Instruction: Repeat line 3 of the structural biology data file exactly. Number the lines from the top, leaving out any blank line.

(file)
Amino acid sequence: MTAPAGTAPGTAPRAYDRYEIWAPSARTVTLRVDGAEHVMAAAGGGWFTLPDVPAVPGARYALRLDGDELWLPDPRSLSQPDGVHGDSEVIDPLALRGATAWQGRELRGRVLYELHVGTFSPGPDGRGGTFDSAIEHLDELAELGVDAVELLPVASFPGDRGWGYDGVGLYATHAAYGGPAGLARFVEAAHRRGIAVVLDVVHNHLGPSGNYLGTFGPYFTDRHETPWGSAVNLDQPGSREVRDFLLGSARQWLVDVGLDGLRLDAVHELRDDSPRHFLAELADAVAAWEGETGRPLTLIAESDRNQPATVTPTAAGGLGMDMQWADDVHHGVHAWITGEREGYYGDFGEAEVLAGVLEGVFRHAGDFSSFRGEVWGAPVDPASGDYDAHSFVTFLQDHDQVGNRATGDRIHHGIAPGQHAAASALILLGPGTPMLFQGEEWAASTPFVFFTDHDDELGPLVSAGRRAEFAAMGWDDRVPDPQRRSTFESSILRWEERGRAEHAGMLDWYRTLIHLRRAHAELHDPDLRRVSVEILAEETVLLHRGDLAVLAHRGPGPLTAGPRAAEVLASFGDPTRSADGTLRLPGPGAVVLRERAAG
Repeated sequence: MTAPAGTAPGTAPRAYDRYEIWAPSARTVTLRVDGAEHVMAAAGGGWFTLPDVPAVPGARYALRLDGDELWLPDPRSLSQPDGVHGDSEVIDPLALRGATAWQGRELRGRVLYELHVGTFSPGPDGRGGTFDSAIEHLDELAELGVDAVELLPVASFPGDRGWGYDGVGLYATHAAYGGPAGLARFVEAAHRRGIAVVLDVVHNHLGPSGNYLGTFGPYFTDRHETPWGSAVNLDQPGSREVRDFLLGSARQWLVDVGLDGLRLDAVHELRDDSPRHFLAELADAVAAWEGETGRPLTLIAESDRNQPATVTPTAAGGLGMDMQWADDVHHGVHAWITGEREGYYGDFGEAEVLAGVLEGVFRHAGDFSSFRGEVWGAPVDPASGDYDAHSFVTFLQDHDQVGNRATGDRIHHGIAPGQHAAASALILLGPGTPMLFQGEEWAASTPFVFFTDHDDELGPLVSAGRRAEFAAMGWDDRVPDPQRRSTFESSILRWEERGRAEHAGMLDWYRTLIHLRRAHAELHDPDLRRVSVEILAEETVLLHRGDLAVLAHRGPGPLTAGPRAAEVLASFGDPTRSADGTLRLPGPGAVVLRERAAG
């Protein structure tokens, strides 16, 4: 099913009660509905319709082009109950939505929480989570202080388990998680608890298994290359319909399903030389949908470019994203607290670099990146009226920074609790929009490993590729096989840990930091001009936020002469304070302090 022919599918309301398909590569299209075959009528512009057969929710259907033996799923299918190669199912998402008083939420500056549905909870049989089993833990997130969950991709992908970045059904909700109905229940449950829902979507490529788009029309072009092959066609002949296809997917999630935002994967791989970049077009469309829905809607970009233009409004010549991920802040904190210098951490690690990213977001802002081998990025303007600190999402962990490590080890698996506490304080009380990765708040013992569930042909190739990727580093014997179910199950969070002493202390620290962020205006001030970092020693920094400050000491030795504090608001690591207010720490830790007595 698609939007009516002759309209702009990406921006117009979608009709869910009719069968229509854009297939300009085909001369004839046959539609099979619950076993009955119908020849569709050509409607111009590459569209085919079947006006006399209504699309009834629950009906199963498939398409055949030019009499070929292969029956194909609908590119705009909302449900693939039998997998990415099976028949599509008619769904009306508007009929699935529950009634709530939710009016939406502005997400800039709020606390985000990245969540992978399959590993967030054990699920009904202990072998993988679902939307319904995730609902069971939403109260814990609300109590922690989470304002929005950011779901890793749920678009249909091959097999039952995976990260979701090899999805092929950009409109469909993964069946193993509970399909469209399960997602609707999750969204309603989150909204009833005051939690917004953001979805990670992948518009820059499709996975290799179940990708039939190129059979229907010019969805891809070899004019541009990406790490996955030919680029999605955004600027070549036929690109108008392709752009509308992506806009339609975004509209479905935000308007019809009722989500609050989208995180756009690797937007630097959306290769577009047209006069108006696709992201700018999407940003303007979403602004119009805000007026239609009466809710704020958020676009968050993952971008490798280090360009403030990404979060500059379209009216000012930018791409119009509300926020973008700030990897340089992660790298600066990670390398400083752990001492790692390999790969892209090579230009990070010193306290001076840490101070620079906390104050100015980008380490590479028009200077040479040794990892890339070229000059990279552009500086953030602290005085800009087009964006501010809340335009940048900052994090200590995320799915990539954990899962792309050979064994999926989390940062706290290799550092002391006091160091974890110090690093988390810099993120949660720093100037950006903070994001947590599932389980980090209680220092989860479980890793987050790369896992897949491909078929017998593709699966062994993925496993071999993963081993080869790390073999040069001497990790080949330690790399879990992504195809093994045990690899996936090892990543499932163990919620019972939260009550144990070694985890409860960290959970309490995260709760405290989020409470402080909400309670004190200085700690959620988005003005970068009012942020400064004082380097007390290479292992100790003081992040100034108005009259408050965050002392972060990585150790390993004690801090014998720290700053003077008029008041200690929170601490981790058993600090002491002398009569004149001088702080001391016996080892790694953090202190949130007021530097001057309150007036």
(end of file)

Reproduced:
């Protein structure tokens, strides 16, 4: 099913009660509905319709082009109950939505929480989570202080388990998680608890298994290359319909399903030389949908470019994203607290670099990146009226920074609790929009490993590729096989840990930091001009936020002469304070302090 022919599918309301398909590569299209075959009528512009057969929710259907033996799923299918190669199912998402008083939420500056549905909870049989089993833990997130969950991709992908970045059904909700109905229940449950829902979507490529788009029309072009092959066609002949296809997917999630935002994967791989970049077009469309829905809607970009233009409004010549991920802040904190210098951490690690990213977001802002081998990025303007600190999402962990490590080890698996506490304080009380990765708040013992569930042909190739990727580093014997179910199950969070002493202390620290962020205006001030970092020693920094400050000491030795504090608001690591207010720490830790007595 698609939007009516002759309209702009990406921006117009979608009709869910009719069968229509854009297939300009085909001369004839046959539609099979619950076993009955119908020849569709050509409607111009590459569209085919079947006006006399209504699309009834629950009906199963498939398409055949030019009499070929292969029956194909609908590119705009909302449900693939039998997998990415099976028949599509008619769904009306508007009929699935529950009634709530939710009016939406502005997400800039709020606390985000990245969540992978399959590993967030054990699920009904202990072998993988679902939307319904995730609902069971939403109260814990609300109590922690989470304002929005950011779901890793749920678009249909091959097999039952995976990260979701090899999805092929950009409109469909993964069946193993509970399909469209399960997602609707999750969204309603989150909204009833005051939690917004953001979805990670992948518009820059499709996975290799179940990708039939190129059979229907010019969805891809070899004019541009990406790490996955030919680029999605955004600027070549036929690109108008392709752009509308992506806009339609975004509209479905935000308007019809009722989500609050989208995180756009690797937007630097959306290769577009047209006069108006696709992201700018999407940003303007979403602004119009805000007026239609009466809710704020958020676009968050993952971008490798280090360009403030990404979060500059379209009216000012930018791409119009509300926020973008700030990897340089992660790298600066990670390398400083752990001492790692390999790969892209090579230009990070010193306290001076840490101070620079906390104050100015980008380490590479028009200077040479040794990892890339070229000059990279552009500086953030602290005085800009087009964006501010809340335009940048900052994090200590995320799915990539954990899962792309050979064994999926989390940062706290290799550092002391006091160091974890110090690093988390810099993120949660720093100037950006903070994001947590599932389980980090209680220092989860479980890793987050790369896992897949491909078929017998593709699966062994993925496993071999993963081993080869790390073999040069001497990790080949330690790399879990992504195809093994045990690899996936090892990543499932163990919620019972939260009550144990070694985890409860960290959970309490995260709760405290989020409470402080909400309670004190200085700690959620988005003005970068009012942020400064004082380097007390290479292992100790003081992040100034108005009259408050965050002392972060990585150790390993004690801090014998720290700053003077008029008041200690929170601490981790058993600090002491002398009569004149001088702080001391016996080892790694953090202190949130007021530097001057309150007036």